Topics to be covered

`=>` Water
`=>` Physical properties of water
`=>` Structure of water
`=>` Structure of ice
`=>` Chemical properties of water


`color{green}(★)` A major part of all living organisms is made up of water.

`color{green}(★)` Human body has about `color{red}(65%)` and some plants have as much as `color{red}(95%)` water.

`color{green}(★)` It is a crucial compound for the survival of all life forms. It is a solvent of great importance.

`color{green}(★)` The distribution of water over the earth’s surface is not uniform.

`color{green}(★)` The estimated world water supply is given in Table 9.2

Physical Properties of Water

`color{green}(★)` It is a colourless and tasteless liquid. Its physical properties are given in Table 9.3 along with the physical properties of heavy water.

`color{green}(★)` The unusual properties of water in the condensed phase (liquid and solid states) are due to the presence of extensive hydrogen bonding between water molecules. This leads to high freezing point, high boiling point, high heat of vaporisation and high heat of fusion in comparison to `color{red}(H_2S)` and `color{red}(H_2Se)`.

`color{green}(★)` In comparison to other liquids, water has a higher specific heat, thermal conductivity, surface tension, dipole moment and dielectric constant, etc. These properties allow water to play a key role in the biosphere.

`color{green}(★)` The high heat of vaporisation and heat capacity are responsible for moderation of the climate and body temperature of living beings.

`color{green}(★)` It is an excellent solvent for transportation of ions and molecules required for plant and animal metabolism.

`color{green}(★)` Due to hydrogen bonding with polar molecules, even covalent compounds like alcohol and carbohydrates dissolve in water.

Structure of Water

`color{green}(★)` In the gas phase water is a bent molecule with a bond angle of `color{red}(104.5^°)`, and `color{red}(O–H)` bond length of `color{red}(95.7)` pm as shown in Fig 9.1(a).

`color{green}(★)` It is a highly polar molecule, (Fig 9.1(b)).

`color{green}(★)` Its orbital overlap picture is shown in Fig. 9.1(c). In the liquid phase water molecules are associated together by hydrogen bonds.

`color{green}(★)` The crystalline form of water is ice. At atmospheric pressure ice crystallises in the hexagonal form, but at very low temperatures it condenses to cubic form.

`color{green} ✍️ color{green} mathbf("KEY CONCEPT")`

`color{green}(★)` Density of ice is less than that of water. Therefore, an ice cube floats on water. In winter season ice formed on the surface of a lake provides thermal insulation which ensures the survival of the aquatic life. This fact is of great ecological significance.

Structure of Ice

`color{green}(★)` Ice has a highly ordered three dimensional hydrogen bonded structure as shown in Fig. 9.2.

`color{green}(★)` Examination of ice crystals with X-rays shows that each oxygen atom is surrounded tetrahedrally by four other oxygen atoms at a distance of 276 pm.

`color{green}(★)` Hydrogen bonding gives ice a rather open type structure with wide holes. These holes can hold some other molecules of appropriate size interstitially.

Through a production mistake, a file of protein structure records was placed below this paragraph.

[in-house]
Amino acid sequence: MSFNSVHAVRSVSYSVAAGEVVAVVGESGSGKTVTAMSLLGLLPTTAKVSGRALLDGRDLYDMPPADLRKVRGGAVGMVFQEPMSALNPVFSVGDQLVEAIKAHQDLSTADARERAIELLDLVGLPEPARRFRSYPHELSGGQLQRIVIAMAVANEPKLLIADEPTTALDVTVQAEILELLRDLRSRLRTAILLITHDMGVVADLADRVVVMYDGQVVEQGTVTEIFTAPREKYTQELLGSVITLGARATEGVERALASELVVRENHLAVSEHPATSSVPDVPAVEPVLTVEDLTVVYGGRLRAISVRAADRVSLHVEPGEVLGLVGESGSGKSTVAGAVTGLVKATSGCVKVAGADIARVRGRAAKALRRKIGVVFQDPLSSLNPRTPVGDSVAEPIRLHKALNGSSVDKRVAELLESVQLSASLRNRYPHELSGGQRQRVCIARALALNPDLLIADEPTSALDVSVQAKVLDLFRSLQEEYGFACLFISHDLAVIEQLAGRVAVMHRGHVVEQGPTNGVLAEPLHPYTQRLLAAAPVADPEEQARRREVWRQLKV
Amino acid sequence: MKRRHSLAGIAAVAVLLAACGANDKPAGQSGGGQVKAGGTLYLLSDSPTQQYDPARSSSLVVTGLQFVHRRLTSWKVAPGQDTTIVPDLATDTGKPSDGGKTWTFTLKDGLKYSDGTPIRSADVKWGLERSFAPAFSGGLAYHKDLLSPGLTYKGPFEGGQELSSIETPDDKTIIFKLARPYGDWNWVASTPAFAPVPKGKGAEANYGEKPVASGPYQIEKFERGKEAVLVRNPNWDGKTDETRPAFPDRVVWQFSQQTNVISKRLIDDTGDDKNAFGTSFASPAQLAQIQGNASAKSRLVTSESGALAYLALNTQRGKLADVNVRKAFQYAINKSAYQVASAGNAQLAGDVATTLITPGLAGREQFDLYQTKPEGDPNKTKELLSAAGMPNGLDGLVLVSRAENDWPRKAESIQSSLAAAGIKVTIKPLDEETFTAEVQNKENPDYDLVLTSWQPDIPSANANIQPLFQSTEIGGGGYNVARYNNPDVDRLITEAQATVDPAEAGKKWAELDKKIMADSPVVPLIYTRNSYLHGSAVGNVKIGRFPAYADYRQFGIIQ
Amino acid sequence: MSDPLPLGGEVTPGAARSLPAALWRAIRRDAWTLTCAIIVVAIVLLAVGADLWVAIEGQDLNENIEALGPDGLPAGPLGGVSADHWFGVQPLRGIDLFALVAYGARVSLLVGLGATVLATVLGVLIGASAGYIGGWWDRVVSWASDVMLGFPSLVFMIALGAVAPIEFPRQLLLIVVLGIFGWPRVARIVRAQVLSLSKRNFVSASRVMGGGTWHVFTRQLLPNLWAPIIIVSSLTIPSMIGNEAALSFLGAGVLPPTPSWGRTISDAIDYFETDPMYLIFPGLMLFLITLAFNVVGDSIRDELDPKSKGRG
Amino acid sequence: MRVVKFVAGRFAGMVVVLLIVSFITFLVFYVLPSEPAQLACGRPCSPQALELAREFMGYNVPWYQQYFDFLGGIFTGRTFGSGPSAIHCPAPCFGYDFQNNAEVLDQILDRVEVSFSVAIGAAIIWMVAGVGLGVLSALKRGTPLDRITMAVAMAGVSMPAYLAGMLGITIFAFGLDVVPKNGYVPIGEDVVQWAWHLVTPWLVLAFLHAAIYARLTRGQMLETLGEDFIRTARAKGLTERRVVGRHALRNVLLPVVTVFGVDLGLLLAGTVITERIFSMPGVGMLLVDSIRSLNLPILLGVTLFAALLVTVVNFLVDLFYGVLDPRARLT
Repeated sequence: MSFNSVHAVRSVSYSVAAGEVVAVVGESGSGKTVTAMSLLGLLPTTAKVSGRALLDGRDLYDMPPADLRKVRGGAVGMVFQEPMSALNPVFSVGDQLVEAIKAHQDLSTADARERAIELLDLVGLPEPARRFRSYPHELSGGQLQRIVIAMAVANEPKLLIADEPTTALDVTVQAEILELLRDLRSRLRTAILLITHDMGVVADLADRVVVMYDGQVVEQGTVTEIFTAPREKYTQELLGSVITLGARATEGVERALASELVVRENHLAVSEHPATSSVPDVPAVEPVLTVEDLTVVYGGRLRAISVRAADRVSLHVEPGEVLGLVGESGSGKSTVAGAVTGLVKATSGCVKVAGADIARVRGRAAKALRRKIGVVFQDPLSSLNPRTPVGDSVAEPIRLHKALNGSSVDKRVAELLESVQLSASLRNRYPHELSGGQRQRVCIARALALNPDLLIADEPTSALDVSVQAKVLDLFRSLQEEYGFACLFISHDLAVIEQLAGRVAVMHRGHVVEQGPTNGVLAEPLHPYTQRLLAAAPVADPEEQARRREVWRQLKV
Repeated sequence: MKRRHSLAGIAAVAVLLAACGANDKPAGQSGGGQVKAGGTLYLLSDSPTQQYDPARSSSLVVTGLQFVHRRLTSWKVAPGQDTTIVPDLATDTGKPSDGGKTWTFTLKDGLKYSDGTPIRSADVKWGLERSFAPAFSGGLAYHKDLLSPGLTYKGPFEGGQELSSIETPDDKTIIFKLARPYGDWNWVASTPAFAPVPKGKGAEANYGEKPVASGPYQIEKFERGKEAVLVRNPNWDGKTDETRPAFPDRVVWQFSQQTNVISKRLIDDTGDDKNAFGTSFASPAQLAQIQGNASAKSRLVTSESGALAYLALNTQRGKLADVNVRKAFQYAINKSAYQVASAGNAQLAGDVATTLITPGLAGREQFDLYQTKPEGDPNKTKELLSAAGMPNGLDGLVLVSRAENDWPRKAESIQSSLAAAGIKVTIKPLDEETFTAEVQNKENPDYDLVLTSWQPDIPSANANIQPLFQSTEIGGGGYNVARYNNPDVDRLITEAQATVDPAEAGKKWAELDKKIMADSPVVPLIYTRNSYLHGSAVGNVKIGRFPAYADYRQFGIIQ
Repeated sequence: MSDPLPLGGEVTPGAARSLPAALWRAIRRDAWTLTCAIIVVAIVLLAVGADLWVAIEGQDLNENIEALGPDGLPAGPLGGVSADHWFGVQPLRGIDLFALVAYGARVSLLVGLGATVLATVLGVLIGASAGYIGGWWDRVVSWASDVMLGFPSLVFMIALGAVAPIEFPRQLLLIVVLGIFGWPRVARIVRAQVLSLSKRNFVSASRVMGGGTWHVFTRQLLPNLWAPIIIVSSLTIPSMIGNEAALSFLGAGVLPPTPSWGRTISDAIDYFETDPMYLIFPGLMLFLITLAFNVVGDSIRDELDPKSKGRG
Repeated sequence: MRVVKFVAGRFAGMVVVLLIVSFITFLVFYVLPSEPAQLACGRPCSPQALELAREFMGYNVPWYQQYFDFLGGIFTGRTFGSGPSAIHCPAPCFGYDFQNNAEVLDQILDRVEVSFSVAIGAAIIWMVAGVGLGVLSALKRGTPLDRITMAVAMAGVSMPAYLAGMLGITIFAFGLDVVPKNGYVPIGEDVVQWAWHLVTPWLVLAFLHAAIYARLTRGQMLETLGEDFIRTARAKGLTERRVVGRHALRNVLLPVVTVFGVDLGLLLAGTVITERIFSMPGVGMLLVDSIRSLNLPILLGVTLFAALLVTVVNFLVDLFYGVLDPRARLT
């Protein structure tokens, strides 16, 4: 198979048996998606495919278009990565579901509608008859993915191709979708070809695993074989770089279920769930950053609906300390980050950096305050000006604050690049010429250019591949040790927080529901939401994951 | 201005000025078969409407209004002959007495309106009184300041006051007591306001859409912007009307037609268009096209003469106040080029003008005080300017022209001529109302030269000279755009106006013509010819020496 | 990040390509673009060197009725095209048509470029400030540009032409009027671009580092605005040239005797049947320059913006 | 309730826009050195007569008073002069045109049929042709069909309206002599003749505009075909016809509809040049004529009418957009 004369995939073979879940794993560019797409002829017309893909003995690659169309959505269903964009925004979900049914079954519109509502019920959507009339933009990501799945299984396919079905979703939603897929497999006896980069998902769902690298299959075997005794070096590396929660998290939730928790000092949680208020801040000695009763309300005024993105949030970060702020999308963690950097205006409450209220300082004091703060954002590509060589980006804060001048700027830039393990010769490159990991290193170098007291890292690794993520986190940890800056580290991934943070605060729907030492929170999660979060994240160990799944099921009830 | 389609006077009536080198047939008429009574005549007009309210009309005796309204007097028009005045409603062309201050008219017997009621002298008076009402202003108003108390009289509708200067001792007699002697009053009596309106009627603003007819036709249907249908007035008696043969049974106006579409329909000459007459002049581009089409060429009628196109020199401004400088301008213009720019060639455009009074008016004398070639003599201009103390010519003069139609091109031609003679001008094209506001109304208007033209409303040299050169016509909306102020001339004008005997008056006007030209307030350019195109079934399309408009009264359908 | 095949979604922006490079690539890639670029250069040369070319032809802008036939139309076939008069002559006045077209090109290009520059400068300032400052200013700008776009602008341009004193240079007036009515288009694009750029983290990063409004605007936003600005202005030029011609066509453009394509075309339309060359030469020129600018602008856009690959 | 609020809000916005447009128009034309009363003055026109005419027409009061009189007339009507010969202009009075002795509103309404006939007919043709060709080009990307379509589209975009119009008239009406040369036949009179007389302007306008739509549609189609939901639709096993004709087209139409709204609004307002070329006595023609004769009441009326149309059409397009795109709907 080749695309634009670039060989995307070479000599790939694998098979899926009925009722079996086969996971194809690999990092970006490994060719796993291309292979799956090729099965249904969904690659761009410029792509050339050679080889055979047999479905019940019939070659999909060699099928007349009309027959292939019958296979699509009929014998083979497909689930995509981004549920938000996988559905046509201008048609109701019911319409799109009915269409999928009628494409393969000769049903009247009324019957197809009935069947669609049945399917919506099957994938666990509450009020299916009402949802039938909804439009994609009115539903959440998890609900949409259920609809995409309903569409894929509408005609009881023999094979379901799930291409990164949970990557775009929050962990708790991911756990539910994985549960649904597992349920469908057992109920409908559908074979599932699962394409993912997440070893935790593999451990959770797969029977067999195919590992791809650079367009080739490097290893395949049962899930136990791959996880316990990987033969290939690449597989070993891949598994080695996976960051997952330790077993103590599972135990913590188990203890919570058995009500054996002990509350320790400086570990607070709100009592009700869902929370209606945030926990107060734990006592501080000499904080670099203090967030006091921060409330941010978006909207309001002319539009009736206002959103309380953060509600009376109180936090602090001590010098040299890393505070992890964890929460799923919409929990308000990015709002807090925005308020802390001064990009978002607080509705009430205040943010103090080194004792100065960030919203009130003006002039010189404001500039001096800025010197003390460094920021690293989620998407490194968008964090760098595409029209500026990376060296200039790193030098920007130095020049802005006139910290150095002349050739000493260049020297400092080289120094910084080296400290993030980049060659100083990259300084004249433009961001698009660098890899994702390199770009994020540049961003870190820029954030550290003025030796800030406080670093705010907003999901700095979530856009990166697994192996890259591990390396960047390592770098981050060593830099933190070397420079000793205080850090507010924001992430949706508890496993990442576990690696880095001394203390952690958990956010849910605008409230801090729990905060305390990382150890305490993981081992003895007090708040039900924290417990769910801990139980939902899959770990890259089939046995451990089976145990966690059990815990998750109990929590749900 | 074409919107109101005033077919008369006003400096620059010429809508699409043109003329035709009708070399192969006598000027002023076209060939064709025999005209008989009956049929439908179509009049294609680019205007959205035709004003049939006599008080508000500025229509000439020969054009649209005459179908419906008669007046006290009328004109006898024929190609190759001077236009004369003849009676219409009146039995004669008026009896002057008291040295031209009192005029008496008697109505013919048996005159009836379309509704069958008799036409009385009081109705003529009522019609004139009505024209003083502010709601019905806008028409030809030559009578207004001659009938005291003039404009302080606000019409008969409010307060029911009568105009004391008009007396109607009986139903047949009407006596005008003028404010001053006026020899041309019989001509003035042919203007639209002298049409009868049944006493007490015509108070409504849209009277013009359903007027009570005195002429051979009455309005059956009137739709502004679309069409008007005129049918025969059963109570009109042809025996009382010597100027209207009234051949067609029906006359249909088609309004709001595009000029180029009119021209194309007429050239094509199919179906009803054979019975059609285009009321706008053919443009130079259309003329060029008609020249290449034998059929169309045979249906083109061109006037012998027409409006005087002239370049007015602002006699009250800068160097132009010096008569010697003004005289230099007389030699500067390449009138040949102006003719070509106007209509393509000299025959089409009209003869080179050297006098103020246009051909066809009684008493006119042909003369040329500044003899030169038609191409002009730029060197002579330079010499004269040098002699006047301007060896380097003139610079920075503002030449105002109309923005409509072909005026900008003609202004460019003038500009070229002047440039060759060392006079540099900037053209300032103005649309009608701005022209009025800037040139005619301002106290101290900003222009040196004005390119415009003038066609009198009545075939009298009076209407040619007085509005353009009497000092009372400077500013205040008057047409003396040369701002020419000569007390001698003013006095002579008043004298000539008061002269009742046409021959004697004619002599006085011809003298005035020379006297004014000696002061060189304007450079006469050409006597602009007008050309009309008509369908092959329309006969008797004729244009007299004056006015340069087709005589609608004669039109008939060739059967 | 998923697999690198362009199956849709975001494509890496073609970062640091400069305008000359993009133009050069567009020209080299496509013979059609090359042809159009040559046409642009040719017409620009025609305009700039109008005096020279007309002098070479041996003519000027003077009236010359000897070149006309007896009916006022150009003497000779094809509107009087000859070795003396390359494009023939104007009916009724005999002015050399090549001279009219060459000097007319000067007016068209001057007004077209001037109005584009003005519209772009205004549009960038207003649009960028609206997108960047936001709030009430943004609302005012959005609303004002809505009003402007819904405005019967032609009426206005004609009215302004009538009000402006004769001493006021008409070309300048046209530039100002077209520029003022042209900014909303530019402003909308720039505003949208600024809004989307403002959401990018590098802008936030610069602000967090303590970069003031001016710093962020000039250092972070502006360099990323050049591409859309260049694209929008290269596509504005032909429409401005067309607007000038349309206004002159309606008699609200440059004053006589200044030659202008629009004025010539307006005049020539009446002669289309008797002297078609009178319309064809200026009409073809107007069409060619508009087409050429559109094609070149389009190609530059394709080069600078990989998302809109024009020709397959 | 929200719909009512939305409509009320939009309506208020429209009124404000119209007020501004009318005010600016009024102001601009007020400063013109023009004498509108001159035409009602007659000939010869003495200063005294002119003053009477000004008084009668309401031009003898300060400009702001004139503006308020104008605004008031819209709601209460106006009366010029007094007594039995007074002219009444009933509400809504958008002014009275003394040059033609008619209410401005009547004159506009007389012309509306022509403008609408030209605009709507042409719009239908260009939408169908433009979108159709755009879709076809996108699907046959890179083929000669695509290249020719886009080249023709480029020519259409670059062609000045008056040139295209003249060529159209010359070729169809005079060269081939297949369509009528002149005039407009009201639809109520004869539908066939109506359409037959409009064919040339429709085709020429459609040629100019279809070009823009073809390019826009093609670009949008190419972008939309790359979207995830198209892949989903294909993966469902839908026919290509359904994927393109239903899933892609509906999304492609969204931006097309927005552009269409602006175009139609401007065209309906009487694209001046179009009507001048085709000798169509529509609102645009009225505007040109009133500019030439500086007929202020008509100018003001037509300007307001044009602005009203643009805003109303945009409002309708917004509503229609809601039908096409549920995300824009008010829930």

Chemical Properties of Water

`color{green}(★)` Water reacts with a large number of substances. Some of the important reactions are given below.

`color{green}("(𝟏) 𝐀𝐦𝐩𝐡𝐨𝐭𝐞𝐫𝐢𝐜 𝐍𝐚𝐭𝐮𝐫𝐞:")` It has the ability to act as an acid as well as a base i.e., it behaves as an amphoteric substance. In the Brönsted sense it acts as an acid with `color{red}(NH_3)` and a base with `color{red}(H_2S).`

`color{red}(H_2O(l) +NH_3 (aq) → OH^(-) (aq) +NH_4^(+) (aq))`

`color{red}(H_2O(l) +H_2S(aq) → H_3O^(+) (aq) +HS^(-) (aq))`

`color{green}(★ "The auto-protolysis (self-ionization) of water takes place as follows :")`

`color{red}(undersettext{acid-1(acid)}(H_2O(l)) +undersettext{base-2(base)}(H_2O(l)) → undersettext{acid-2(conjugate acid)}(H_3O^(+)(aq)) +undersettext{base-1(conjugate base)}(OH^(-)(aq)))`

`color{green}("(𝟐) 𝐑𝐞𝐝𝐨𝐱 𝐑𝐞𝐚𝐜𝐭𝐢𝐨𝐧𝐬 𝐈𝐧𝐯𝐨𝐥𝐯𝐢𝐧𝐠 𝐖𝐚𝐭𝐞𝐫:")` Water can be easily reduced to dihydrogen by highly electropositive metals.

`color{red}(2H_2O(l) +2Na (s) → 2NaOH(aq) +H_2(g))`

Thus, it is a great source of dihydrogen.

Water is oxidised to `color{red}(O_2)` during photosynthesis

`color{red}(6CO_2(g) +12H_2O(l) → C_6H_(12)O_6 (aq) +6H_2O(l) +6O_2(g))`

With fluorine also it is oxidised to `color{red}(O_2)`

`color{red}(2F_2(g) +2H_2O(l) → 4H^(+)(aq) +4F^(-)(aq) +O_2(g))`

`color{green}("(𝟑) 𝐇𝐲𝐝𝐫𝐨𝐥𝐲𝐬𝐢𝐬 𝐑𝐞𝐚𝐜𝐭𝐢𝐨𝐧:")` Due to high dielectric constant, it has a very strong hydrating tendency. It dissolves many ionic compounds. However, certain covalent and some ionic compounds are hydrolysed in water.

`color{red}(P_4O_(10)(s) +6H_2O(l) → 4H_3PO_4(aq))`

`color{red}(SiCl_4(l) +2H_2O(l) → SiO_2(s) +4HCl(aq))`

`color{red}(N^(3-) (s) +3H_2O(l) → NH_3(g) +3OH^(-) (aq))`

`color{green}("(𝟒) 𝐇𝐲𝐝𝐫𝐚𝐭𝐞𝐬 𝐅𝐨𝐫𝐦𝐚𝐭𝐢𝐨𝐧:")` From aqueous solutions many salts can be crystallised as hydrated salts. Such an association of water is of different types viz.,

(i) coordinated water e.g.,

`color{red}([Cr(H_2O)_6]^(3+) 3 Cl^(-))`

(ii) interstitial water e.g., `color{red}(BaCl_2 . 2H_2O)`

(iii) hydrogen-bonded water e.g., `color{red}([Cu(H_2O)_4]^(2+) SO_4^(2-) .H_2O` in `color{red}(CuSO_4 . 5 H_2O))`

Q 3151391224

How many hydrogen-bonded water molecule(s) are associated in `CuSO_4 .5H_2O?`


Only one water molecule, which is outside the brackets (coordination sphere), is hydrogen-bonded. The other four molecules of water are coordinated.